Umm... I'm not meaning to pry or anything but are you actually sure he's okay with that. I'm saying because while I can generally read body language or tones of voice and don't really make a big deal of signs of attraction, I'd generally feel very uncomfortable with a wife or girlfriend specifically telling me that a different guy was attractive (or something else desireable in a partner; I tend to sense trouble in our relationship at that point). I'd prefer not to be told, not to have a conversation about the subject either. But I'm not presuming that every man thinks the same about this.


#13

[quote="chevalier, post:12, topic:313921"]
Umm... I'm not meaning to pry or anything but are you actually sure he's okay with that. I'm saying because while I can generally read body language or tones of voice and don't really make a big deal of signs of attraction, I'd generally feel very uncomfortable with a wife or girlfriend specifically telling me that a different guy was attractive (or something else desireable in a partner; I tend to sense trouble in our relationship at that point). I'd prefer not to be told, not to have a conversation about the subject either. But I'm not presuming that every man thinks the same about this.

[/quote]

I'm sure. :)

We have a very honest relationship, which is possible, I guess, because we have been completely committed to each other from the start. He can tell me everything, too.

Finding someone else attractive is a normal, human thing. It happens. Honesty when it does solidifies the relationship, in my experience. Neither of us would ever dream of acting on it and we both know it.

13 years and counting :)


#14

[quote="Litcrit, post:13, topic:313921"]
I'm sure. :)

We have a very honest relationship, which is possible, I guess, because we have been completely committed to each other from the start. He can tell me everything, too.

Finding someone else attractive is a normal, human thing. It happens. Honesty when it does solidifies the relationship, in my experience. Neither of us would ever dream of acting on it and we both know it.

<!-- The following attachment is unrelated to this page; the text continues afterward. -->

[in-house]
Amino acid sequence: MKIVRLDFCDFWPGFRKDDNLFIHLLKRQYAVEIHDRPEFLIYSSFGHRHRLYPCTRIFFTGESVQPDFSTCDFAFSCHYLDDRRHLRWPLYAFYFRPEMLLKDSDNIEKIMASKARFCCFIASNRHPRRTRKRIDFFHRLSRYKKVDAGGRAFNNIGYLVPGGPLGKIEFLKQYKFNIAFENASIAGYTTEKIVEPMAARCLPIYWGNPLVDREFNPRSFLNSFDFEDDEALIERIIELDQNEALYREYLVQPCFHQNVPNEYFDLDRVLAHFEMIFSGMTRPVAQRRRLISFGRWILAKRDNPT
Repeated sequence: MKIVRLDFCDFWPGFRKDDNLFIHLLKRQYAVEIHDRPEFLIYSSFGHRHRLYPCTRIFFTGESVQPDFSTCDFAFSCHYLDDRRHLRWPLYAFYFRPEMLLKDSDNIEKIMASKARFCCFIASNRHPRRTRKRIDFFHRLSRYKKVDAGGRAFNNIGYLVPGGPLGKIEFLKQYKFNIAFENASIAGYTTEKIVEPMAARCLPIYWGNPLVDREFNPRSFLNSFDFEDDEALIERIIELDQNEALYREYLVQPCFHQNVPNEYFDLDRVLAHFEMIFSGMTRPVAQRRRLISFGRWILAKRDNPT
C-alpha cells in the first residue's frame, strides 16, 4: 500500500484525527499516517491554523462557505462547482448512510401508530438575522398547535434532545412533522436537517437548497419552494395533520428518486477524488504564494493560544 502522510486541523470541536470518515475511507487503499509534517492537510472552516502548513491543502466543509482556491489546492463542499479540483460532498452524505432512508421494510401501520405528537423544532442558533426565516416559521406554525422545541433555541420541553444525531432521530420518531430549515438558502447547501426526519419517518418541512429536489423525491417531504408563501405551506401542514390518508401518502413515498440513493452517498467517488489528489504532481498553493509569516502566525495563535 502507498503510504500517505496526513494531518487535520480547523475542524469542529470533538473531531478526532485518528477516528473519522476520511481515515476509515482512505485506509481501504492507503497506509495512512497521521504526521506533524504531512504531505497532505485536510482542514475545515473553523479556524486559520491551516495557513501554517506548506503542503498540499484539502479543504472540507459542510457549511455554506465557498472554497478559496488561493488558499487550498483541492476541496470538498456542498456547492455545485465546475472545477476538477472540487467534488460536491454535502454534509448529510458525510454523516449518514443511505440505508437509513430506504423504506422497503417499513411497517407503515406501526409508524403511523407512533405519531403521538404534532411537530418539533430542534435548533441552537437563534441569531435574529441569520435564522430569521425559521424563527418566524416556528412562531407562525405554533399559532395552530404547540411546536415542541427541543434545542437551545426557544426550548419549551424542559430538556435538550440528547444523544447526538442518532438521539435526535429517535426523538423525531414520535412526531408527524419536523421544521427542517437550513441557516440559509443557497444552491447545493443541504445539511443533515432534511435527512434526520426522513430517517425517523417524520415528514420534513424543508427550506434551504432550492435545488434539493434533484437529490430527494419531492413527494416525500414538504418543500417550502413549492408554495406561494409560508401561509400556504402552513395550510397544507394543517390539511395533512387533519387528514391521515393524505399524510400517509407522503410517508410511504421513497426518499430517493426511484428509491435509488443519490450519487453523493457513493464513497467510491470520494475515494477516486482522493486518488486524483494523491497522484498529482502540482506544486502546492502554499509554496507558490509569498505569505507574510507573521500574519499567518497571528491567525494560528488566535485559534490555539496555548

13 years and counting :)

[/quote]

Yeah, I know it's normal, I just tend to think actually picking up on it in conversation could be detrimental. Like, we all know it exists and we don't really fuss about it but we don't need (or even want) to think about it. Does this make sense?


#15

[quote="Gorgias, post:8, topic:313921"]
This is but one example of ways that spouses may choose to live out their marriage. You're not saying that all couples tell their spouses everything, are you? That's rather naive. I would think that you're also not saying that spouses should always 'confess' everything to their spouse, are you? I mean, "honey, I'm sorry. I looked at the new secretary in the department for 30 seconds as she walked down the hall today. Sorry! Love ya bunches!"

[/quote]

You're equating these things?? Do you also see no difference in severity between taking a pen home from work and stealing a BMW?

A woman has absolutely no right to withold from her husband the fact that she committed adultery and conceived a child from it! Gracious, are we really arguing this???


#16

The** misandry** in such actions, and the ramifications of hiding the true identity of the child's Father (note that I did not say 'Seed Donor') gets even* worse*.

What right does a woman have to hide a child from a Father? :mad:

Her gender? :confused: **Excuse* me? Men help to make babies too! Right? Women have already procured the legal avenues to kill Men's babies in the womb... Just what else do Feminists want to steal from Men - eh? :mad:*

Hello? Where is the **real* Father? Would he not just might like to know that he has a child???? Are we not talking about a form of kidnapping here? Yes we are!*

Good grief.